TUR: A common question and comment I have heard ever since I have lived in Utah is why do LGBTQ students even try to reconcile their place at a school such as BYU. Your film goes farther than anyone else has accomplished in elucidating the dilemma and dynamics underlying the question and challenge. In fact, it is stunning to see that in 2020 such an institution persistently fails to read the room or acknowledge the broader shift in society and the community, especially when campus sessions drew such large audiences. I am struck by how the school and administrators miss the core in the students’ quest to try to reconcile their identities with a genuine desire to serve and realize their faith. I am interested to hear your thoughts about this.
SSA: A question that a lot of people get when they are queer at BYU is “if you hate it so much, why don’t you leave?” The short answer to that question is that we belong here just as much as anybody else. We grew up Mormon, we believe (or believed) in Mormonism, we grew up paying our tithing and we both attended early-morning seminary as teens. We wanted the same things that every Mormon kid wants: to go to BYU, to be surrounded by other like-minded individuals, to find an eternal companion, and to graduate with a clear idea of how best to live a life in service of our Savior.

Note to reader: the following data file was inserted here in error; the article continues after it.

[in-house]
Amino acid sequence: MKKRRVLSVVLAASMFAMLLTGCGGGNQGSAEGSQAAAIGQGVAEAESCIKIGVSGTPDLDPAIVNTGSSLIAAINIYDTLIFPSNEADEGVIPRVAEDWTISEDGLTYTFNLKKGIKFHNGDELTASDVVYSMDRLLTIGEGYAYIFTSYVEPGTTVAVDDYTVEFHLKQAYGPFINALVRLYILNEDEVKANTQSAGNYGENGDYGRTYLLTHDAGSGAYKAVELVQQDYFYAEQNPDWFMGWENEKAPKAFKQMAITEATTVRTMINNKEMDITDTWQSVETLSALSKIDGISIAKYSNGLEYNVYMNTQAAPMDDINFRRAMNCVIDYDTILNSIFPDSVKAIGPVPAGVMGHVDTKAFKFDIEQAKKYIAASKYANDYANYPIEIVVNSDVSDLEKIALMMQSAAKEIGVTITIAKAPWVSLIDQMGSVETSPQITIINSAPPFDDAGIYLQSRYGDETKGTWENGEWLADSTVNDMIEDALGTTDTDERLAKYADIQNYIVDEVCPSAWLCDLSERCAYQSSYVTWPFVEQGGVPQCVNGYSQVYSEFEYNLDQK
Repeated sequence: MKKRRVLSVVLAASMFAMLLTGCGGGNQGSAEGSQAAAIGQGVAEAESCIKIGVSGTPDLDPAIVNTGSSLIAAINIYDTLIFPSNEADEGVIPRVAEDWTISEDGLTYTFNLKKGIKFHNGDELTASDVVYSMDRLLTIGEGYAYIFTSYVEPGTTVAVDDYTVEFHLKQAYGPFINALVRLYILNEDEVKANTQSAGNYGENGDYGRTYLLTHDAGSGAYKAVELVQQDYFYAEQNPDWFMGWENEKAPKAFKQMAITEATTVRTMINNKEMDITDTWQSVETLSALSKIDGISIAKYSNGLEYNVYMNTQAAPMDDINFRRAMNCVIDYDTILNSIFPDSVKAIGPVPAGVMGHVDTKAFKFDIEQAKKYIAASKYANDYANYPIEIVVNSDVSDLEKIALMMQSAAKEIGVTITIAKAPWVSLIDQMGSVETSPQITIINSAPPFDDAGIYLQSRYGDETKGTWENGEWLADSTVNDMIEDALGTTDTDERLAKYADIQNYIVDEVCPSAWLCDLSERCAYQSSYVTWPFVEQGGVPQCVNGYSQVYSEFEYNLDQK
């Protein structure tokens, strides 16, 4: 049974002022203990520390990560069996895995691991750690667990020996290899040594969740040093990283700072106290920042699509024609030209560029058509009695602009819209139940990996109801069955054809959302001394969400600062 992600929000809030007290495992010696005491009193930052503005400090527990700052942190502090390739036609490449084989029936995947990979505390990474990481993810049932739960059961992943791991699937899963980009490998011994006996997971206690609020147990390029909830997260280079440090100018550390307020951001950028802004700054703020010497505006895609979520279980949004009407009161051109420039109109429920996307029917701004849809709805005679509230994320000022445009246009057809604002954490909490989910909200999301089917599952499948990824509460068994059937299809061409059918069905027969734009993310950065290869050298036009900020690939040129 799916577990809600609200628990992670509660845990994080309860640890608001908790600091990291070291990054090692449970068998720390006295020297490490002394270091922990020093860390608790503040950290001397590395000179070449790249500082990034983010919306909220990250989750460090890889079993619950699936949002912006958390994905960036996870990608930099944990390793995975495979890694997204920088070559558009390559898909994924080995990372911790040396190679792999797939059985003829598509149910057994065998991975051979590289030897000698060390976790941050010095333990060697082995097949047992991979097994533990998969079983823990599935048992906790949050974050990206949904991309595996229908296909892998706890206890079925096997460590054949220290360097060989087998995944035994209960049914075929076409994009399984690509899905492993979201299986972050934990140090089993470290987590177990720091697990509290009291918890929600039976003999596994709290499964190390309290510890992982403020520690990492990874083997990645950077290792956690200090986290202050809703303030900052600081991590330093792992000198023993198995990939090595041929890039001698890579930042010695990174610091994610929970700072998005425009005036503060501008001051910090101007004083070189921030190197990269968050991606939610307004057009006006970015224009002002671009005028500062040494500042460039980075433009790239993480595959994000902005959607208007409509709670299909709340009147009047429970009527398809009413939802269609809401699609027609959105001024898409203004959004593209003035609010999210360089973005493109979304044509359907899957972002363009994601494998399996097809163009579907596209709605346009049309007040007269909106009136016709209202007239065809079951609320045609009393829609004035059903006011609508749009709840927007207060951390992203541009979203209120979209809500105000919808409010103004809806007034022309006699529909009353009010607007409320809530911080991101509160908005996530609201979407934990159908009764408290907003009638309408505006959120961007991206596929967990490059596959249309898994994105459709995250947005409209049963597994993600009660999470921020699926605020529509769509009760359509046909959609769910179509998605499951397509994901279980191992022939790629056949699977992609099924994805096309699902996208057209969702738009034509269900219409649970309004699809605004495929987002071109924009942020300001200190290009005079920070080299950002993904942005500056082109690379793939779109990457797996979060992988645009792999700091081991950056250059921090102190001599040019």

The long answer to the question is more complicated. Some students know they are gay before coming to college–like Sabina and JD, interestingly–but not everybody. Neither of us were out to ourselves before coming to BYU. Gabe didn’t realize he was trans until he had served an LDS mission. Once we realize we are gay, lesbian, trans, queer, we struggle with fear and loneliness until we (hopefully) find community. We found USGA, which we are both extremely grateful for, and which allowed us a space to find other like-minded individuals who were going through the same things we were.
There is an interesting phenomenon at BYU that you can’t find anywhere else; both being Mormon and being gay are very integral parts of a person, and BYU is the only university where you can really find people who are experiencing both. For us, that meant we had a very tight-knit community, which allowed us a space to ask some of those questions. USGA helped us grow, develop a love for ourselves, and motivated us to believe that we could ask for better for ourselves and from our school.
There is definitely a misconnect between the culture and beliefs in Mormonism and the rest of the world when it comes to LGBT issues and identity. We no longer believe there has to be such a misconnect. We are hoping to bridge that gap.